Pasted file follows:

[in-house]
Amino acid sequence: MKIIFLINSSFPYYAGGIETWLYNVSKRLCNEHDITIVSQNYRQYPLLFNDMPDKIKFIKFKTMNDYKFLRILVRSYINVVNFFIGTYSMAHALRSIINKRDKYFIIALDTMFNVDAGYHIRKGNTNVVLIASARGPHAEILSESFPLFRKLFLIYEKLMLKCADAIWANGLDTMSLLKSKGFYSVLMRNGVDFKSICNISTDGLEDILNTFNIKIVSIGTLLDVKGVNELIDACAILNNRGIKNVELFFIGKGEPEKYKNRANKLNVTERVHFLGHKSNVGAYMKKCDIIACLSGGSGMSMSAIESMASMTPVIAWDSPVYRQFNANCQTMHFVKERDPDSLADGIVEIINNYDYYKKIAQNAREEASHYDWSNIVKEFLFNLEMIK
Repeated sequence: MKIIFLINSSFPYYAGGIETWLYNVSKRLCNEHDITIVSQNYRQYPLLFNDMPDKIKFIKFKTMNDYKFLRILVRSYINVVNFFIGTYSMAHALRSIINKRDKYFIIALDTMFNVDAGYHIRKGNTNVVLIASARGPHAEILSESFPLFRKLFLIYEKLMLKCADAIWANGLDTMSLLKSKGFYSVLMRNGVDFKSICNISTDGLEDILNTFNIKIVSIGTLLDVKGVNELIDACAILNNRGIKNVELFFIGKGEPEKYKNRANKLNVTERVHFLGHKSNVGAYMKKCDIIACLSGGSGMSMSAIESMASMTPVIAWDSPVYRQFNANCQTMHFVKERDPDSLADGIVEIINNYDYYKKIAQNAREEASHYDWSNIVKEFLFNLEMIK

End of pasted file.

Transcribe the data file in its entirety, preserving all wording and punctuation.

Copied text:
[in-house]
Amino acid sequence: MKIIFLINSSFPYYAGGIETWLYNVSKRLCNEHDITIVSQNYRQYPLLFNDMPDKIKFIKFKTMNDYKFLRILVRSYINVVNFFIGTYSMAHALRSIINKRDKYFIIALDTMFNVDAGYHIRKGNTNVVLIASARGPHAEILSESFPLFRKLFLIYEKLMLKCADAIWANGLDTMSLLKSKGFYSVLMRNGVDFKSICNISTDGLEDILNTFNIKIVSIGTLLDVKGVNELIDACAILNNRGIKNVELFFIGKGEPEKYKNRANKLNVTERVHFLGHKSNVGAYMKKCDIIACLSGGSGMSMSAIESMASMTPVIAWDSPVYRQFNANCQTMHFVKERDPDSLADGIVEIINNYDYYKKIAQNAREEASHYDWSNIVKEFLFNLEMIK
Repeated sequence: MKIIFLINSSFPYYAGGIETWLYNVSKRLCNEHDITIVSQNYRQYPLLFNDMPDKIKFIKFKTMNDYKFLRILVRSYINVVNFFIGTYSMAHALRSIINKRDKYFIIALDTMFNVDAGYHIRKGNTNVVLIASARGPHAEILSESFPLFRKLFLIYEKLMLKCADAIWANGLDTMSLLKSKGFYSVLMRNGVDFKSICNISTDGLEDILNTFNIKIVSIGTLLDVKGVNELIDACAILNNRGIKNVELFFIGKGEPEKYKNRANKLNVTERVHFLGHKSNVGAYMKKCDIIACLSGGSGMSMSAIESMASMTPVIAWDSPVYRQFNANCQTMHFVKERDPDSLADGIVEIINNYDYYKKIAQNAREEASHYDWSNIVKEFLFNLEMIK